Or, since this seems to be about reducing ambiguity through spelling, why don't we make use of that zed, hm? It's supposed to represent the z-sound, anyway. Use z for plural and s for possessive. There, done. Or is that too horrifyingly close to text-speech for you to stomach?


Oh, and about that plural: Plenty of languages don't actually mark the plural, especially in the Far East, like the Chinese languages and Japanese. They expect this information to either be provided by context or to not be necessary. And if something more specific is required, then you can count. Are you so uncultured as to suggest that this makes those languages automatically more difficult to communicate with? Because from the way their economies are kicking our collective asses in the international market, I think their communications skills are negligibly diminished.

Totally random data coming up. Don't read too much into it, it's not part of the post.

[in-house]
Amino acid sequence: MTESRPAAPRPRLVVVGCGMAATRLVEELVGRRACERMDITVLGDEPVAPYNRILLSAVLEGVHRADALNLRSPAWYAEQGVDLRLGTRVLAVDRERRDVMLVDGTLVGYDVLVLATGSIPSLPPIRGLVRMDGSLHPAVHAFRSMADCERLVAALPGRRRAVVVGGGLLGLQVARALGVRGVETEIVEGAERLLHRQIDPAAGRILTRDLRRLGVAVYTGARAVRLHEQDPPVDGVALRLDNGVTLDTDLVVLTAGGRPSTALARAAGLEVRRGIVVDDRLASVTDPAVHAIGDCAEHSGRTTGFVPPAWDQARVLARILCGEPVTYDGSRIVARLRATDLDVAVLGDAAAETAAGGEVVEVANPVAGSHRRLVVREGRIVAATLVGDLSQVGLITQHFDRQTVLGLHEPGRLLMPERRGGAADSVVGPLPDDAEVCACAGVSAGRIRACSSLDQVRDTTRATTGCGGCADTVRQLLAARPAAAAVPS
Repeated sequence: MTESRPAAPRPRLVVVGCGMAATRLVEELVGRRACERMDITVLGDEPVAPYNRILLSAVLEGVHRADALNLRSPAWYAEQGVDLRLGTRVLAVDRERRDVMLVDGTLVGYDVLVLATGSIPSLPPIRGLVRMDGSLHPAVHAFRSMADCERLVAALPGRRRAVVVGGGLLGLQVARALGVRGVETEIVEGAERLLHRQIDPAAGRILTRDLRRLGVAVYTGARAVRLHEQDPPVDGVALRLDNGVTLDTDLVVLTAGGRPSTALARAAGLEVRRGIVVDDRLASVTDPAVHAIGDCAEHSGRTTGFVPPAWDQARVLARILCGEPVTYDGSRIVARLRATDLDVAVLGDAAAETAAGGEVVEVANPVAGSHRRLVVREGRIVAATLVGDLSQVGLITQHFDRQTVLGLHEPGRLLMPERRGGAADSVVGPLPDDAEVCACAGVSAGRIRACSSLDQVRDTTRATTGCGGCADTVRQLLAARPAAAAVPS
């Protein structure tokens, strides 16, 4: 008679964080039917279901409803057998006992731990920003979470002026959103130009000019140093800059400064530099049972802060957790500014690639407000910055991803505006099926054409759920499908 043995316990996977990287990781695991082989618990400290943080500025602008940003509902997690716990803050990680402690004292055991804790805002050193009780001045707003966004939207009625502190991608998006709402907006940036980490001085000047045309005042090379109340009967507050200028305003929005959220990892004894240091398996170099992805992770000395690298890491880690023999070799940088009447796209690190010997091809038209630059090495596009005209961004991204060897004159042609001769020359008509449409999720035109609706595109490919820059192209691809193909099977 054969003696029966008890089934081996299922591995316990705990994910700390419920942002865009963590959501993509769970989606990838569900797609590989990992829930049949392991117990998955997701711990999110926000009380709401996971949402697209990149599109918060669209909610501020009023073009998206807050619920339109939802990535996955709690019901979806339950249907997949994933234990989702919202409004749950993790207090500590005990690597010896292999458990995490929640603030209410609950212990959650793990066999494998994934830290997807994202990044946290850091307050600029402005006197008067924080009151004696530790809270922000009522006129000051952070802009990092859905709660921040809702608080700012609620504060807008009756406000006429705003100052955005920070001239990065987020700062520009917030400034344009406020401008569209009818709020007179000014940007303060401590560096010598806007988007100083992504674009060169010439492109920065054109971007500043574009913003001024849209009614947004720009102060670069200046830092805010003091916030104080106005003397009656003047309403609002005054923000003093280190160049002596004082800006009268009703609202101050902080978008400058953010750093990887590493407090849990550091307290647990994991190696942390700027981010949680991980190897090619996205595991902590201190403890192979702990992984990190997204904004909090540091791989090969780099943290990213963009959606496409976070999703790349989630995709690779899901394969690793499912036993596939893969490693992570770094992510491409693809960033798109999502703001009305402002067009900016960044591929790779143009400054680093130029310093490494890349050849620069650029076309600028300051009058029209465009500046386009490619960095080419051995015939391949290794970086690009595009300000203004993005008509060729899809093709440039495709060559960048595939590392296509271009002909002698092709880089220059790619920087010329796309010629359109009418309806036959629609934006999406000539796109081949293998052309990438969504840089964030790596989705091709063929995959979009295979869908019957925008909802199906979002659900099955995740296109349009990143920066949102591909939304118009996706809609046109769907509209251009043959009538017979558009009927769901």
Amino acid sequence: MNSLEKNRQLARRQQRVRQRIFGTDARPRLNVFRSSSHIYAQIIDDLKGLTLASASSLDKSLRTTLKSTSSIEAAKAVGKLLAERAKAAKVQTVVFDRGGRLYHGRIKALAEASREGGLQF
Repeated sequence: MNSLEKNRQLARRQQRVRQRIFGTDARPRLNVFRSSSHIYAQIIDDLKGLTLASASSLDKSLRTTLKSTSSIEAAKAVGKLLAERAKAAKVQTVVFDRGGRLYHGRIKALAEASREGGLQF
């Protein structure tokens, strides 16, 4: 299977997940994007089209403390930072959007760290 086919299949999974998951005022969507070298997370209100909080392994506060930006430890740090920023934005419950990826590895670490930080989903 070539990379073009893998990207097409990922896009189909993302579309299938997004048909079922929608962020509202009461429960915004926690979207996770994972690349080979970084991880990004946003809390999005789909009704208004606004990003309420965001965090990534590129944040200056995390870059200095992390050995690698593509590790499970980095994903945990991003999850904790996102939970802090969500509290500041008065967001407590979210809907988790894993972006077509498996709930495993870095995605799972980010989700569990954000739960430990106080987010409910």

Finally, how do you think languages change in the first place? Do you think it's an historical aberration, and your precious Apostrophe Preservation Society will put a stop to all of that nonsense? The Romans called the local accents/dialects within their empire vulgar, and yet these would evolve into what today are the Romance Languages. Is French just bad, ungrammatical Latin to you? Or, to strike closer at home, do you think that Modern English is just poorly spelled, spoken, and ungrammatical Old English? By your "never, ever change, ever" attitude, you'll have to forgive people if they come away from a conversation with you with that impression.